This excerpt is from John's new book Get Your Life Back, available Tuesday. When you pre-order the book, you'll receive several free gifts — including the first few chapters and a one-hour video teaching from John about everyday practices for your soul in a world gone mad. After you pre-order, go to JohnEldredge.com and fill out the form to receive these gifts.
Down through the ages, followers of Christ have believed that to be able to give God our attention as a regular practice was a very important thing. After vividly recounting the many challenges of faith and character before us, the author of Hebrews says,
Let us run with endurance the race God has set before us. We do this by keeping [fixing] our eyes on Jesus, the champion who initiates and perfects our faith (Hebrews 12:1–2 NLT).
Those who look to him are radiant (Psalm 34:5 NIV)
Oh, how I love your law! I meditate on it all day long.
Your commands are always with me
and make me wiser than my enemies.
I have more insight than all my teachers,
for I meditate on your statutes. (Psalm 119:97–99 NIV)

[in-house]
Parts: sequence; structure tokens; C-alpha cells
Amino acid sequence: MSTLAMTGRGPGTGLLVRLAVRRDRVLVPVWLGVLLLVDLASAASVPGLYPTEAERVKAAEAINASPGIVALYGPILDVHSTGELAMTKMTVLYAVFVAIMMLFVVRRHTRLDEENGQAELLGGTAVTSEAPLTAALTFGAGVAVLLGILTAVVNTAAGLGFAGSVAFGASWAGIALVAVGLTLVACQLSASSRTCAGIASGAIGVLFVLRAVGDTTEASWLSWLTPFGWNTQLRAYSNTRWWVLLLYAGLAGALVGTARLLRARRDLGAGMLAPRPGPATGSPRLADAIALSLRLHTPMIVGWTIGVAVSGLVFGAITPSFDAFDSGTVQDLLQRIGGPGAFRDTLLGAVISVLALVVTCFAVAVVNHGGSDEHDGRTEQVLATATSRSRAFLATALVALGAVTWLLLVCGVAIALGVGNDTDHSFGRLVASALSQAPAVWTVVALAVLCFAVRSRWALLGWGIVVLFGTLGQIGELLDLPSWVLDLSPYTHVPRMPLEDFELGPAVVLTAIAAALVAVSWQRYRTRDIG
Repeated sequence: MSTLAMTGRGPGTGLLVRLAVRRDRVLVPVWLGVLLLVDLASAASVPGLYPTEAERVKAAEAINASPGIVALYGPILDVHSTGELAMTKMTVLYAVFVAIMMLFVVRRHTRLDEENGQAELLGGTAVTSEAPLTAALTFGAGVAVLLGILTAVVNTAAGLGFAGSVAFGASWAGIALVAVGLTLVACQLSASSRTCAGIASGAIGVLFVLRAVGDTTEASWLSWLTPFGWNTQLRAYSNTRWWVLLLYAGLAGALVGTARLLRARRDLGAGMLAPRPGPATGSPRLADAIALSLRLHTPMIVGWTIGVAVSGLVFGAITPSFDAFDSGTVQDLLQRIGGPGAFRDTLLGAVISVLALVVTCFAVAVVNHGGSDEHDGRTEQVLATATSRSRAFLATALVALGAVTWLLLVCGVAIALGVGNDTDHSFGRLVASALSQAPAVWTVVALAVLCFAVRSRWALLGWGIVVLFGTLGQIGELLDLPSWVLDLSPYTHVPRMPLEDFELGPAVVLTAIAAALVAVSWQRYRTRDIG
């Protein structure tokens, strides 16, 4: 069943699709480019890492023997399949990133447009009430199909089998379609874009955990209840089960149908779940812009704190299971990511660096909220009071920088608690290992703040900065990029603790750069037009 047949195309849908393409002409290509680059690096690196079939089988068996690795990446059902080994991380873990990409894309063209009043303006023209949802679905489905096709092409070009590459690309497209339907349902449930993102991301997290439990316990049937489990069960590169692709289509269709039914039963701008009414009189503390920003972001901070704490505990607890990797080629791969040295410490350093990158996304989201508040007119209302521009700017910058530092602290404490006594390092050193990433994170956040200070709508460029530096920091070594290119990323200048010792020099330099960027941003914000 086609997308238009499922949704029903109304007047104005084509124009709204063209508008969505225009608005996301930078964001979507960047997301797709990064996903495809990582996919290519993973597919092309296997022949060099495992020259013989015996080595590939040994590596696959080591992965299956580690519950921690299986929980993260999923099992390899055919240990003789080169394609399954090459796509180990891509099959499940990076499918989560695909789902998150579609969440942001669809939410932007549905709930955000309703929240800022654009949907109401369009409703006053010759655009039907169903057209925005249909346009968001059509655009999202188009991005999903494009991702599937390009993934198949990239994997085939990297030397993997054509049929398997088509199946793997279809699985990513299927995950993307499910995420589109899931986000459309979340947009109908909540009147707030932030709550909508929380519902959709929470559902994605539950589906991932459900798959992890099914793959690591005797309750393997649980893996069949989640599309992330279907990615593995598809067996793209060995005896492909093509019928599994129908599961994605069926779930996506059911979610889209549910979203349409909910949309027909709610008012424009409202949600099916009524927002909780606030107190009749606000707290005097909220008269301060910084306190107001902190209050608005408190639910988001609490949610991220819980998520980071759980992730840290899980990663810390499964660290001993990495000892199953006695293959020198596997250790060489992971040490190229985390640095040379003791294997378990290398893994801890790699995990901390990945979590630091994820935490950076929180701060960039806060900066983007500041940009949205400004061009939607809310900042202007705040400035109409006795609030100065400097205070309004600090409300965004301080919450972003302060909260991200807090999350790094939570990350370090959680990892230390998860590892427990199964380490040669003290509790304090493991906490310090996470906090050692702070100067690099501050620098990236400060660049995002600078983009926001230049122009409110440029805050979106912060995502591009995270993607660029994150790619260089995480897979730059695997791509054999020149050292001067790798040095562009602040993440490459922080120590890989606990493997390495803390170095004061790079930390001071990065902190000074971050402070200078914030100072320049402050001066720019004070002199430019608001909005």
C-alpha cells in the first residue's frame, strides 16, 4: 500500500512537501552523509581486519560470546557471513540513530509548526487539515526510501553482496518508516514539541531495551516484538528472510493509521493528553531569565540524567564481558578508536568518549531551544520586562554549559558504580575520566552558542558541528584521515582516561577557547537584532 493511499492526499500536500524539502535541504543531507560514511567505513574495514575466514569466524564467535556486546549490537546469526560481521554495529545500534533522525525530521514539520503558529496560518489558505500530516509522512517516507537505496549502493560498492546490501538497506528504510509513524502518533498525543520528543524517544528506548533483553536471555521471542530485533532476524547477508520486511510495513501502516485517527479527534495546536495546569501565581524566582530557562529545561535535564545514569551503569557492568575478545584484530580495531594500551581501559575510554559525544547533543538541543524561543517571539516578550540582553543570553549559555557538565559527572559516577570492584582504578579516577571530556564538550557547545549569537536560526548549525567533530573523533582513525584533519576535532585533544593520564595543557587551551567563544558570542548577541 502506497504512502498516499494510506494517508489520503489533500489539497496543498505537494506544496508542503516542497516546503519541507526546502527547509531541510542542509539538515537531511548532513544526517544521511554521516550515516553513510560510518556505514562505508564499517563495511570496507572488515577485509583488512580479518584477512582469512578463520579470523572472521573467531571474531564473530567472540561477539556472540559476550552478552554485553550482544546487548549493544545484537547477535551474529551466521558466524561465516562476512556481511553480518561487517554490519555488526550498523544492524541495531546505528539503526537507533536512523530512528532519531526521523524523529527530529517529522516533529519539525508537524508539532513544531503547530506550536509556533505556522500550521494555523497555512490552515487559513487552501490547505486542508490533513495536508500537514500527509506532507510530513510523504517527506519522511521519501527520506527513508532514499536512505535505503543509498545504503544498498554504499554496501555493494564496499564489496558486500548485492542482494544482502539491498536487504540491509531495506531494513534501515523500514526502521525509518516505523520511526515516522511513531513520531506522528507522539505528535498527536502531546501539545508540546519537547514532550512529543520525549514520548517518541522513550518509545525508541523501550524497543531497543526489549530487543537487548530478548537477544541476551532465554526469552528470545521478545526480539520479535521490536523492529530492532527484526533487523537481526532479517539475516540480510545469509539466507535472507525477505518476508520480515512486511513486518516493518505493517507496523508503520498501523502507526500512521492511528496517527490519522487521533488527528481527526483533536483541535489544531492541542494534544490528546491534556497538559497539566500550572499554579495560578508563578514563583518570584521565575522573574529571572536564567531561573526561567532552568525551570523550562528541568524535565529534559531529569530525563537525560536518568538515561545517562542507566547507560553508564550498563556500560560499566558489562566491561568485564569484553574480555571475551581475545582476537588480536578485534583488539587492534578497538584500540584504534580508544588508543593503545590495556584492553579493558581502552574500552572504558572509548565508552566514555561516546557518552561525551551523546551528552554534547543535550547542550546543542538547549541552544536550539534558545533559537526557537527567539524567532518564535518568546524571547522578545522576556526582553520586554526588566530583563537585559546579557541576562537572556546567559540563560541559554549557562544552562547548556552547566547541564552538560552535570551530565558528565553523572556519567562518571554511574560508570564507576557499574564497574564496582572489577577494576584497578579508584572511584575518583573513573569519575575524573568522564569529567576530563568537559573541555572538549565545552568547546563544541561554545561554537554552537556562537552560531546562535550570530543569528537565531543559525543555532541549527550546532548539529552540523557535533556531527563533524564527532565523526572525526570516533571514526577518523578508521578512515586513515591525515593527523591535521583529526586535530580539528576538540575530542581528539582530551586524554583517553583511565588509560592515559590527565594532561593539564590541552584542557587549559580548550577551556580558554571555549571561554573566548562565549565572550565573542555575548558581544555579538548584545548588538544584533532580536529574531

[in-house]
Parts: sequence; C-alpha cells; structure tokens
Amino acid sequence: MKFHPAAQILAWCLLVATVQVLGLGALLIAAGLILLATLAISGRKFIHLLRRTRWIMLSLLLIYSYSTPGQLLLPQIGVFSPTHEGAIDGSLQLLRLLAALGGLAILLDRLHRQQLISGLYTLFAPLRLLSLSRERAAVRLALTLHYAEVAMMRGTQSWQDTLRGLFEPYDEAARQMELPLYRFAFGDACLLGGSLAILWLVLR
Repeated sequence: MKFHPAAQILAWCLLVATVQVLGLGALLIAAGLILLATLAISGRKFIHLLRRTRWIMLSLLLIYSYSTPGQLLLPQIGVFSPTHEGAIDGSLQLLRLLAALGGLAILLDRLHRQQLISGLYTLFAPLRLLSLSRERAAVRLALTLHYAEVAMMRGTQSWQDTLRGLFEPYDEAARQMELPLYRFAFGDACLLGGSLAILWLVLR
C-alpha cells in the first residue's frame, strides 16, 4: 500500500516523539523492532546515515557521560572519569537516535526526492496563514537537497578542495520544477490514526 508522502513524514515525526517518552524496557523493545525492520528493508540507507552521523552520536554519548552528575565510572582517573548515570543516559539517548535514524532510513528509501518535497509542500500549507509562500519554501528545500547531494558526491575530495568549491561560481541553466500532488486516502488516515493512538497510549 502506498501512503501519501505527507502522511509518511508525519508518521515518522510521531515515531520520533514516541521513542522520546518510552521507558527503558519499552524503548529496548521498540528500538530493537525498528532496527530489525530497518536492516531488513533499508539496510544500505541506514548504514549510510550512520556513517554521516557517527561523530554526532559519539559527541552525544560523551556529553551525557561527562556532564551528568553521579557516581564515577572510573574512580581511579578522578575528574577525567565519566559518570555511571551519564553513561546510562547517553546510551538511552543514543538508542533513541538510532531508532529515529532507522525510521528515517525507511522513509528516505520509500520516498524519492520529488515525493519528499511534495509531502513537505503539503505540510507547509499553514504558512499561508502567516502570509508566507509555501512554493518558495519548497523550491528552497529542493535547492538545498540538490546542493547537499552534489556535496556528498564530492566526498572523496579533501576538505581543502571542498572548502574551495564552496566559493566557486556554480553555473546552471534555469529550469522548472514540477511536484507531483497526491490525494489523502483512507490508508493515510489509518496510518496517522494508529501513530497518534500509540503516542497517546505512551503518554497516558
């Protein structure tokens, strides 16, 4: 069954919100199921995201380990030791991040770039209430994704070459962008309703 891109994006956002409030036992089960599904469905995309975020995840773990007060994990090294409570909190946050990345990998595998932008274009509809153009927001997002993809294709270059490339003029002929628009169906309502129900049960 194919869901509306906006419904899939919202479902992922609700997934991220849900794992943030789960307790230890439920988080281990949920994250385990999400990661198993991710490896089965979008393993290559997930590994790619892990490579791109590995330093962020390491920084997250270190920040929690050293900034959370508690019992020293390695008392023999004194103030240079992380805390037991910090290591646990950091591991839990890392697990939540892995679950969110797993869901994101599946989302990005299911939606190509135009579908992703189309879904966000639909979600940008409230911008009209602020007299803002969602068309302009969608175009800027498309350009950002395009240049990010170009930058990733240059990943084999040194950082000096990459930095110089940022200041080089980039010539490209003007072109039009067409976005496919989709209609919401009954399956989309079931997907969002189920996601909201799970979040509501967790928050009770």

I don’t think we realize how much our use of technology and its assault on our attention has made this difficult to do. You can’t give God your attention when your attention is constantly being targeted and taken captive ... and you’re cooperating.
In a blog post entitled "Mobile Blindness," marketing guru Seth Godin writes,
We swipe instead of click, we scan instead of read, even our personal email. We get exposure to far more at the surface, but we rarely dig in. ...
Mobile blindness. The quick pass. The inability to linger, and dig deep. It’s just the next thing, the next thing, the next thing.
Our precious attention has been groomed and taken hostage. The key is this: the rooted person is able to meditate—give sustained attention to—the revelation of God. Not swipe, not multitask. Lingering focus. So Crawford wonders, “As our mental lives become more fragmented, what is at stake often seems to be nothing less than the question of whether one can maintain a coherent self. I mean a self that is able to act according to settled purposes and ongoing projects, rather than flitting about.”
Dear reader—you can’t find more of God when all you’re able to give him is a flit and flicker of your attention.
The good news is that we actually have a choice. Unlike persecution, the things currently assaulting us are things we can choose not to participate in.